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Old 05-08-2014, 11:29 AM   #1
gilperon
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CentOS reporting wrong actual ram memory used


Hi,

I am sunning CENTOS 6.5 and I was surprised why my memory usage is so high. I executed top command and everything looks fine. After sum all the %MEM column I got the value of 32% but my memory used is about 90%! I have no idea why CENTOS is reporting the memory usage so wrong!

Bellow is my top command. You see it says I am using 1836776k of 2040900k (total) = 90%. So it says I am using 90% of total memory. BUT if I sum all %MEM lines it results 30% not 90%. Where is the 60% being used if it does not appear in the top report?

Thank you all. I am really new in Linux but I am studying as hard as possible but some questions like these still remain with no answer to me.

Code:
top - 16:11:50 up 21:52, 2 users, load average: 0.31, 0.34, 0.33
Tasks: 112 total, 1 running, 111 sleeping, 0 stopped, 0 zombie
Cpu(s): 32.4%us, 3.3%sy, 0.0%ni, 63.6%id, 0.3%wa, 0.0%hi, 0.3%si, 0.1%st
Mem: 2040900k total, 1836776k used, 204124k free, 205184k buffers
Swap: 262140k total, 18644k used, 243496k free, 802988k cached

PID USER PR NI VIRT RES SHR S %CPU %MEM TIME+ COMMAND 
30888 apache 20 0 317m 29m 4224 S 6.0 1.5 0:18.95 httpd 
30891 apache 20 0 317m 29m 4168 S 6.0 1.5 0:19.93 httpd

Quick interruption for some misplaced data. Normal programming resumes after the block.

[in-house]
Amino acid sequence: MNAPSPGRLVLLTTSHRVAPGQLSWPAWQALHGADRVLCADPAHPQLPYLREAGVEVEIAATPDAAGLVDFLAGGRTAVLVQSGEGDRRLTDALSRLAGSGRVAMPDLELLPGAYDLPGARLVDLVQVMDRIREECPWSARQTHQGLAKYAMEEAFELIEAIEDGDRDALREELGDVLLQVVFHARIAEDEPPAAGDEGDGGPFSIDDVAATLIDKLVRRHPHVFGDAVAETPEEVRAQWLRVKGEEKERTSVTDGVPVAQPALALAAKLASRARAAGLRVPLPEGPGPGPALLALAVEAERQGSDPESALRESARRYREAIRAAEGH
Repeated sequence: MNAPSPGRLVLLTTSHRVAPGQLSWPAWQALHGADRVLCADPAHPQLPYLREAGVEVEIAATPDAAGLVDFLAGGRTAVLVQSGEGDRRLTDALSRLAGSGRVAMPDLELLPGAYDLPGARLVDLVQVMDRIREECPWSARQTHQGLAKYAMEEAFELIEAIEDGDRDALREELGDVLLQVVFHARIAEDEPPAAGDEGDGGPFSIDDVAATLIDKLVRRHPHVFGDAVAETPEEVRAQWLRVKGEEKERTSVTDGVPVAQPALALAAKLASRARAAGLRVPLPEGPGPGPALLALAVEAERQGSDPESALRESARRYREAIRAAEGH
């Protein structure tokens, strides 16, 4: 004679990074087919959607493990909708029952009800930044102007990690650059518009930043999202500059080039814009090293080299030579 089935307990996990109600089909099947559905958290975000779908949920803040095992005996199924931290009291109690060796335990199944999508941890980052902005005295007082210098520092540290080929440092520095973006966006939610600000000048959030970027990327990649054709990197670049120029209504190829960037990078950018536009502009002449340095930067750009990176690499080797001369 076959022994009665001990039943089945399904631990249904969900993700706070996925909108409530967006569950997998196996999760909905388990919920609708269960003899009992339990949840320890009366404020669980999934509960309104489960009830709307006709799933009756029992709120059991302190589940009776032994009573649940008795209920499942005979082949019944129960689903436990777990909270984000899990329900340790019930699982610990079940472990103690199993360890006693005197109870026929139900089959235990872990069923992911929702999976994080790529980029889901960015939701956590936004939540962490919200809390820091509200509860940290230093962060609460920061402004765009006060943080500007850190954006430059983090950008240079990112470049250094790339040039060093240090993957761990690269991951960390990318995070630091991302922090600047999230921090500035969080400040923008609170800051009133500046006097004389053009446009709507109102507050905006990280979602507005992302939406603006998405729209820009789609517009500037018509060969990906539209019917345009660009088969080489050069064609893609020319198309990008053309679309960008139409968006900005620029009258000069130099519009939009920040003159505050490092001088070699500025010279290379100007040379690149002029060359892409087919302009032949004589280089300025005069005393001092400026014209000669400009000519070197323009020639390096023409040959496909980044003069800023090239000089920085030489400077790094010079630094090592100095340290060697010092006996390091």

30892 apache 20 0 318m 30m 3992 S 6.0 1.5 0:19.34 httpd 
31025 apache 20 0 316m 27m 3908 S 6.0 1.4 0:16.06 httpd 
30894 apache 20 0 316m 29m 3980 S 4.0 1.5 0:18.62 httpd 
30899 apache 20 0 317m 29m 4084 S 4.0 1.5 0:19.07 httpd 
30916 apache 20 0 316m 28m 4048 S 4.0 1.4 0:19.24 httpd 
31027 apache 20 0 316m 28m 4112 S 4.0 1.4 0:16.98 httpd 
31011 apache 20 0 316m 28m 4024 S 2.0 1.4 0:16.80 httpd 
1 root 20 0 19284 284 160 S 0.0 0.0 0:00.92 init 
2 root 20 0 0 0 0 S 0.0 0.0 0:00.01 kthreadd 
3 root 20 0 0 0 0 S 0.0 0.0 0:04.97 ksoftirqd/0 
5 root 0 -20 0 0 0 S 0.0 0.0 0:00.00 kworker/0:0H 
7 root 20 0 0 0 0 S 0.0 0.0 1:20.39 rcu_sched 
8 root 20 0 0 0 0 S 0.0 0.0 0:00.00 rcu_bh 
9 root RT 0 0 0 0 S 0.0 0.0 0:00.02 migration/0 
10 root RT 0 0 0 0 S 0.0 0.0 0:00.09 migration/1 
11 root 20 0 0 0 0 S 0.0 0.0 0:00.85 ksoftirqd/1 
13 root 0 -20 0 0 0 S 0.0 0.0 0:00.00 kworker/1:0H 
14 root 0 -20 0 0 0 S 0.0 0.0 0:00.00 khelper 
15 root 20 0 0 0 0 S 0.0 0.0 0:00.00 kdevtmpfs 
16 root 0 -20 0 0 0 S 0.0 0.0 0:00.00 netns 
20 root 20 0 0 0 0 S 0.0 0.0 0:00.00 xenwatch 
21 root 20 0 0 0 0 S 0.0 0.0 0:00.00 xenbus 
207 root 0 -20 0 0 0 S 0.0 0.0 0:00.00 writeback 
209 root 0 -20 0 0 0 S 0.0 0.0 0:00.00 bioset 
211 root 0 -20 0 0 0 S 0.0 0.0 0:00.00 kblockd 
228 root 0 -20 0 0 0 S 0.0 0.0 0:00.00 md 
313 root 0 -20 0 0 0 S 0.0 0.0 0:00.00 rpciod 
388 root 20 0 0 0 0 S 0.0 0.0 0:25.53 kswapd0 
455 root 20 0 0 0 0 S 0.0 0.0 0:00.00 fsnotify_mark 
483 root 20 0 0 0 0 S 0.0 0.0 0:00.00 ecryptfs-kthrea 
485 root 0 -20 0 0 0 S 0.0 0.0 0:00.00 nfsiod 
493 root 0 -20 0 0 0 S 0.0 0.0 0:00.00 cifsiod 
506 root 20 0 0 0 0 S 0.0 0.0 0:00.00 jfsIO 
507 root 20 0 0 0 0 S 0.0 0.0 0:00.00 jfsCommit